To do this article, I had to be listening to something as is a culture to me. Guess what I chose this time around? Simaro Massiya Lutumba’s Mabele (Ntoto.) For those eligible to be called old school, they must know what I am talking about. For those who are worried about what alien I am talking about, a time is coming when I am sure you will.

But did you know the origin of rumba music? It is not the Congo as most of us would answer. This genre of music originated in Cuba in the 1800s. For your information, if there is a party in Cuba, be sure there will be rumba music. Fact; rumba used to be a Cuban slang for party.

In the 1930s and ’40s, the genre found a home in the African continent in Congo. And this can easily be why most of us can easily say the music originated in the Central African Country of Congo.  Speaking of rumba and 90% of the musicians we can name from the head will be Congolese.

I grew up in the late 90s and early 2000 knowing if anything was music, then it had to be rumba. That was the thing for the evening moments. Of course, there were the reggae roots from Jamaica and Zilizopendwa locally, but if anything, we felt prouder to have rumba.

So, recently I was listening to the old rumba on one of the local stations and a certain young lady asked me what is it that fascinated me with the music. I looked at the lady wondering If what she saw in me was dismay or rather appreciating good music of the old time.

You see, rumba is so electrocuting that in no time, it spread its wings and found a home in East Africa as Lingala and Soukous. Despite all these developments, Congo will forever remain the cradle land of rumba music.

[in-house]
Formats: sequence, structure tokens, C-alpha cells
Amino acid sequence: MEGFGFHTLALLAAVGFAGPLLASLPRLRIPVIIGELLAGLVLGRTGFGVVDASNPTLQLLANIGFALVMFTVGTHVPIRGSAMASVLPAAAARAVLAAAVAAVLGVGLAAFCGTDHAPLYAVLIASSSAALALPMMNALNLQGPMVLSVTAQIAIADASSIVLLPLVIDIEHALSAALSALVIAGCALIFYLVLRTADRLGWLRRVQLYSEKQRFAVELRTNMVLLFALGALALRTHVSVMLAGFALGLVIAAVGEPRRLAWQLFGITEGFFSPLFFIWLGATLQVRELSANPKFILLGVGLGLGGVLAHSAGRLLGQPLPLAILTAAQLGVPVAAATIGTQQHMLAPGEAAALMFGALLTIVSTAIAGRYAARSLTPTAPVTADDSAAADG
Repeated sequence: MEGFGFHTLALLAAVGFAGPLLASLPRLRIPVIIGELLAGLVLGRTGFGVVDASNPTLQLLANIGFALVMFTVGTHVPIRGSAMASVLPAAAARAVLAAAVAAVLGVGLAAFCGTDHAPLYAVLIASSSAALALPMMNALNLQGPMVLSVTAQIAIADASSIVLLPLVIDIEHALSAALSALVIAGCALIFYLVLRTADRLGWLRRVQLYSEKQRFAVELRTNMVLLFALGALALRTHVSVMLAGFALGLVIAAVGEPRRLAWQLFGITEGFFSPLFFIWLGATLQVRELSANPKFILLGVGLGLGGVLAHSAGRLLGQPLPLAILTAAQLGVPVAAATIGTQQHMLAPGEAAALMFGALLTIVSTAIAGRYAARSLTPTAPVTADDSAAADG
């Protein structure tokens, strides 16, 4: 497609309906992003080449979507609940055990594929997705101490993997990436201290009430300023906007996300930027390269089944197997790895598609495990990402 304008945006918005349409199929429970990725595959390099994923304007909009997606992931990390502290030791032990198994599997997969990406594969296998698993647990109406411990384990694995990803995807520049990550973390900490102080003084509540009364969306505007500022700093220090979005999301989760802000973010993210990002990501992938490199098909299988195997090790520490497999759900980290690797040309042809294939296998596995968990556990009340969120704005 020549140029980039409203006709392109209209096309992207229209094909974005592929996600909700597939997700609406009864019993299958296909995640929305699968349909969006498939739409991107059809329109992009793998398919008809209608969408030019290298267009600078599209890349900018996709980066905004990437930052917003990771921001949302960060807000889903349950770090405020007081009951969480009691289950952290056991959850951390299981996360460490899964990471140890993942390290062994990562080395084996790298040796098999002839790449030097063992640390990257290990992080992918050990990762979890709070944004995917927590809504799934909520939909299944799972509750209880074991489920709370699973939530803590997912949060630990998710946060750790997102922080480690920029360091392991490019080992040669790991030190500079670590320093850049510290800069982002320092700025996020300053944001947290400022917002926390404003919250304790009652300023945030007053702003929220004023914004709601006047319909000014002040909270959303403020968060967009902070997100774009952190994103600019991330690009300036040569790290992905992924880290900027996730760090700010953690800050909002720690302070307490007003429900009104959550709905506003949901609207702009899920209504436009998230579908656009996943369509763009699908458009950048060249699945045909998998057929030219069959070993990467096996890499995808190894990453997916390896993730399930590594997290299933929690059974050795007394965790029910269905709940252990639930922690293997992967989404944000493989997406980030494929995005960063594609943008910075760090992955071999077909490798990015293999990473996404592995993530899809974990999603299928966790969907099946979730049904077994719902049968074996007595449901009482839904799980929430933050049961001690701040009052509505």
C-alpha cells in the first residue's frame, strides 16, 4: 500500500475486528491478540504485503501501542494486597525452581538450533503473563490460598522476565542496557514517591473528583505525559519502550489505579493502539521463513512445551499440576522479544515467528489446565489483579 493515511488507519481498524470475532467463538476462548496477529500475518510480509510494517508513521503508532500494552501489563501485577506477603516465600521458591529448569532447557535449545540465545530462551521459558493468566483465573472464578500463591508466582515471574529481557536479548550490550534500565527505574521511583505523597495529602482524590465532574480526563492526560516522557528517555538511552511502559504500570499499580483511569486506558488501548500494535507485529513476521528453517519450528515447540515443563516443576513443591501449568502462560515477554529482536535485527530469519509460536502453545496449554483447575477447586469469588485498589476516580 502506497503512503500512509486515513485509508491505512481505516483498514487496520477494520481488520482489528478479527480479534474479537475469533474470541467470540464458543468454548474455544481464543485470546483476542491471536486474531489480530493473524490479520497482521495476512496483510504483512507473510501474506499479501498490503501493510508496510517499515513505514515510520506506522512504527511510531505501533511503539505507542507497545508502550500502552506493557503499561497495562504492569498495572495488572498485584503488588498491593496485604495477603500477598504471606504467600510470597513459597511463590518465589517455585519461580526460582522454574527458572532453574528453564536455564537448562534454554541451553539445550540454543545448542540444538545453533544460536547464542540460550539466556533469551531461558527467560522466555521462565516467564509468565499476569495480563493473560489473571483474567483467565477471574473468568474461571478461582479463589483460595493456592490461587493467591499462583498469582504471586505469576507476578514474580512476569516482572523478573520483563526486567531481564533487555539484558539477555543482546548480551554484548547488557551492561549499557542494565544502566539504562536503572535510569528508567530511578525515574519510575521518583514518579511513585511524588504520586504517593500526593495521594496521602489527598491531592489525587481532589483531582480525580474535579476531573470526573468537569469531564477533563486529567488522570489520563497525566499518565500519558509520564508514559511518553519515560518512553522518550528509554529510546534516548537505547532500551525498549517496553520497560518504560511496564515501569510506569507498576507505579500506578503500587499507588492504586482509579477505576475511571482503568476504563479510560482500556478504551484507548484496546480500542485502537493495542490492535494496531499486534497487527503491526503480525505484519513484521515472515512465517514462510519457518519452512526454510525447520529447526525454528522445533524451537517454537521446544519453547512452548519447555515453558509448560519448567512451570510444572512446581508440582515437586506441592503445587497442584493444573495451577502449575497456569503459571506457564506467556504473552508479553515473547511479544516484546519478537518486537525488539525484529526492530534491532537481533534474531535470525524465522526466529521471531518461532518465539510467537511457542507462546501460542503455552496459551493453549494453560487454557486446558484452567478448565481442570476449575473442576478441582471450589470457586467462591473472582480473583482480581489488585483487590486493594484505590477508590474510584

The 1950s to 1970s were some of the most eminent times in the development of rumba music. This was the time when the likes of Franco Luambo and Grand Kalle ruled the airwaves with their bands. TP Ok jazz band under Franco was the king of the time.

With time, the likes of Tabu Ley Rochereau went on to form their bands. With progress others like Papa Wemba and Sam Mangwana joined in and made their bands as well and as such made themselves names with big hits of the day.

Other notable musicians of the day were Tshala Muana, Wenge Musica, Koffi Olomide, and Nico Kasanda. However, younger musicians from Congo and the rest of Africa went on to play faster-paced soukous with a tinge of rock and roll.

Locally in East Africa, Simba Wanyika, Les Wanyika and Super Wanyika were notable players in the Rumba music space. Others were Super Mazembe, Les Mangelepa, Orchestra Makassy and the band Orchestra Virunga under Samba Mapangala.

Did you know?

Did you know that in December 2021, UNESCO added the Congolese rumba to the list of Intangible Cultural Heritage of Humanity? In a statement, UNESCO pointed out the integral role Congolese music was playing in carving out the Congolese identity and means of promoting intergenerational cohesion and solidarity.

No wonder I noted that this is a genre that has transpired generations and is not about to go down any time soon. Rumba will be around for as long as we can be here and if anything, it is simply becoming stronger and better.

As we age, we realize that there is a special place inside of us that is specially kept for rumba music. A place that cannot be poked out but stays there until the right time and opportunity arise every once in a while if not for a very long time.

As I am putting a full stop to this writing, Sam Mangwana’s Bana Ba Cameroun is slowly playing in the background to remind me that those of my generation better start thinking of putting their houses in order because we are the generation of the next half-century.

Geoffrey Ndege

Geoffrey Ndege

Geoffrey Ndege is the Editor and topical contributor for the Daily Focus. He writes in the areas of Science, Politics, Policy, Technology, Current Affairs, Opinion, Agriculture, Energy, Education, Entrepreneurship, Governance, International Emerging Issues, Society, and culture. For featuring, promotions or support write to us at
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